An academic journal devoted to the sociology of sports is calling for papers which “critically examine” the role of racism and anti-racism in the field of sports development.
According to SportandDev.org, sports development, or SfD, is “centered on the role of sport in facilitating positive developmental and social change outcomes.”
It notes that in the last few years “there have been important critical analyses” of how SfD “is built upon race and racism” and “perpetuates racist hierarchies.”
The Sociology of Sports Journal wants such analyses for a special edition titled “A Critical Examination of Race and Antiracism in the Sport for Development Field: Reimagining and Recreating Spaces for True Racial Inclusion and Equity.”
In vintage critical race theory-style, the journal is hoping submissions will offer ways for “improving experiences and outcomes for racial groups facing intersecting oppressions”:
In this special issue, race and racism are conceptualized as socially constructed systems of oppression grounded in political and economic domination on the basis of phenotypical and cultural identities and backgrounds. Relatedly, this special issue will explore a range of intersecting oppressions, including but not limited to post-colonial and settler colonialism relations, anti-Black racism, anti-Asian racism, anti-Indigenous racism, Islamophobia, anti-Semitism, sexism, ableism, classism, ageism, heterosexism, and transphobia. …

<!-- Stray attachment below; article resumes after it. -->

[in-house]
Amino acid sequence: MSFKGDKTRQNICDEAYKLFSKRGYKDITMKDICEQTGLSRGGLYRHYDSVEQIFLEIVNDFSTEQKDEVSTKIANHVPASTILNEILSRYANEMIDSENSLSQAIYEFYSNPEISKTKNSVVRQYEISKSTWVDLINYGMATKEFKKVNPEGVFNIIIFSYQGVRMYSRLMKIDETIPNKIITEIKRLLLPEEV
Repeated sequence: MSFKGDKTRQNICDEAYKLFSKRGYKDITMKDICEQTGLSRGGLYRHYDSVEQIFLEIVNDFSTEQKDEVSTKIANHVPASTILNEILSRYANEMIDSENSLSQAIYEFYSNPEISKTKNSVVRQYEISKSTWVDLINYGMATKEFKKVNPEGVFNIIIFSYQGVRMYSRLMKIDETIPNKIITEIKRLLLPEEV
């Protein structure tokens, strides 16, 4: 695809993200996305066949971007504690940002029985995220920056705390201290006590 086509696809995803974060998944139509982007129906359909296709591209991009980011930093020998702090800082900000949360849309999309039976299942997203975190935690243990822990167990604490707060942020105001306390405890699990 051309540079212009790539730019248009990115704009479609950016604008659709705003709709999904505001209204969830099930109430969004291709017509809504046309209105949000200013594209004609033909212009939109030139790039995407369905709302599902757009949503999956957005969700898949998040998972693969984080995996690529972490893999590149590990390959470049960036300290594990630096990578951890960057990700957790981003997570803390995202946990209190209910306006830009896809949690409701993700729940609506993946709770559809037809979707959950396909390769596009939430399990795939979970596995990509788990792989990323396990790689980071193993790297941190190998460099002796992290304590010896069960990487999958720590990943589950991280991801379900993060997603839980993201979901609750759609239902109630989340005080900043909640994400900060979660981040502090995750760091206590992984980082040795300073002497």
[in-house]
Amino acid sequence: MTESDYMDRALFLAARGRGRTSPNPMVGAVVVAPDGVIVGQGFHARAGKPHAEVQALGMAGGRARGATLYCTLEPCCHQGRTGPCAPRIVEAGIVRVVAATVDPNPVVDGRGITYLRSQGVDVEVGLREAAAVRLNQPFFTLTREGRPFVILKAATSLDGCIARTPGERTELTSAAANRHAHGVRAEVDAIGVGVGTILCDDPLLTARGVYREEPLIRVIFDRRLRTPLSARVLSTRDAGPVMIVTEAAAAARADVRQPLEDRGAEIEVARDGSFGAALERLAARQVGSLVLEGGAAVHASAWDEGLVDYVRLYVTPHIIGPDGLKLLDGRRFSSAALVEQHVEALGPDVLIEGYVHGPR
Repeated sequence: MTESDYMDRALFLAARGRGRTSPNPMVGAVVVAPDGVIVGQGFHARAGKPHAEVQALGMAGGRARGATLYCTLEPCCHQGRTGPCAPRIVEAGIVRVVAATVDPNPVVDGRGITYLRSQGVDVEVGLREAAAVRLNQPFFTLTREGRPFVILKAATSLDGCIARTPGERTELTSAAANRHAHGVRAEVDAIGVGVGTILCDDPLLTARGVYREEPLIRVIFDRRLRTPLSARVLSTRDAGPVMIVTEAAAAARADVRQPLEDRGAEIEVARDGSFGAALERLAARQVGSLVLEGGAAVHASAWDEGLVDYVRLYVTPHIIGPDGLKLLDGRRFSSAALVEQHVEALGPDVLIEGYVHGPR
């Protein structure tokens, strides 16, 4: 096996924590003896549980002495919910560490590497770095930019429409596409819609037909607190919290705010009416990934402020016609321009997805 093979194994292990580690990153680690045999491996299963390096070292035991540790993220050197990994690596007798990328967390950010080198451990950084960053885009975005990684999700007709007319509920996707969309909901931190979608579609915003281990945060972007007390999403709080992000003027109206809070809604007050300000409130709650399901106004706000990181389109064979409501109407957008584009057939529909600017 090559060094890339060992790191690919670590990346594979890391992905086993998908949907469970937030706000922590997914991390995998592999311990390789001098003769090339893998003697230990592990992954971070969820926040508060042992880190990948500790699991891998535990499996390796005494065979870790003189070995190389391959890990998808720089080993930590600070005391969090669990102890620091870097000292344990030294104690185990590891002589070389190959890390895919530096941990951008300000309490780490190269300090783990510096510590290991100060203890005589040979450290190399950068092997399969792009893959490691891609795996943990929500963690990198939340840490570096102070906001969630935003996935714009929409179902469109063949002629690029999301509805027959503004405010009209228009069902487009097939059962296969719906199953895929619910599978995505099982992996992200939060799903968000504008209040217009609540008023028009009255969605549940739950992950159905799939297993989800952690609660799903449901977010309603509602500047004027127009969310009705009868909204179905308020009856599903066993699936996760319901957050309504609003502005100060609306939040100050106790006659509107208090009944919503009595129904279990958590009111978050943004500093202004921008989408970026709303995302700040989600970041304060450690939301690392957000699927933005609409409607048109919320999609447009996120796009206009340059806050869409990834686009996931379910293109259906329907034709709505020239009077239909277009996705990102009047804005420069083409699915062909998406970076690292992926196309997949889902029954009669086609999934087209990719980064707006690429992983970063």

Given the intersection between race and racism with other social locations (e.g., gender, class, ethnicity, sexuality, geography), we certainly welcome intersectional analyses between antiracism and feminism, queer theory, neo-Marxism, and beyond. However, this special issue is particularly interested in manuscripts with an explicit centering of race and anti-racism analyses.
If the announcement for these papers isn’t enough to clue one in on SportandDev.org’s political philosophy, the site’s event section advertises an upcoming talk about the participation of transgender athletes in sports. It will be led by Veronica Ivy, formerly known as Rachel McKinnon, a professor at the College of Charleston and a transgender (male-to-female) competitive cyclist. She’s twice won the gold medal at the Masters Track Cycling World Championship — as a female.
In response to a (female) cyclist critical of allowing former men to compete against biological women, Ivy/McKinnon slammed her as against the “full and equal treatment” of transgender people, and alleged she had an “irrational fear of trans women.”
Ivy’s website states her life’s goal is “Cis, trans, and intersex women [being] included in women’s sport without restriction.”
SportandDev.org also features an upcoming discussion titled “Sport and social justice: If not now, when?” which will consider how sports can be associated with climate change, poverty and “long term [sic] health conditions.”
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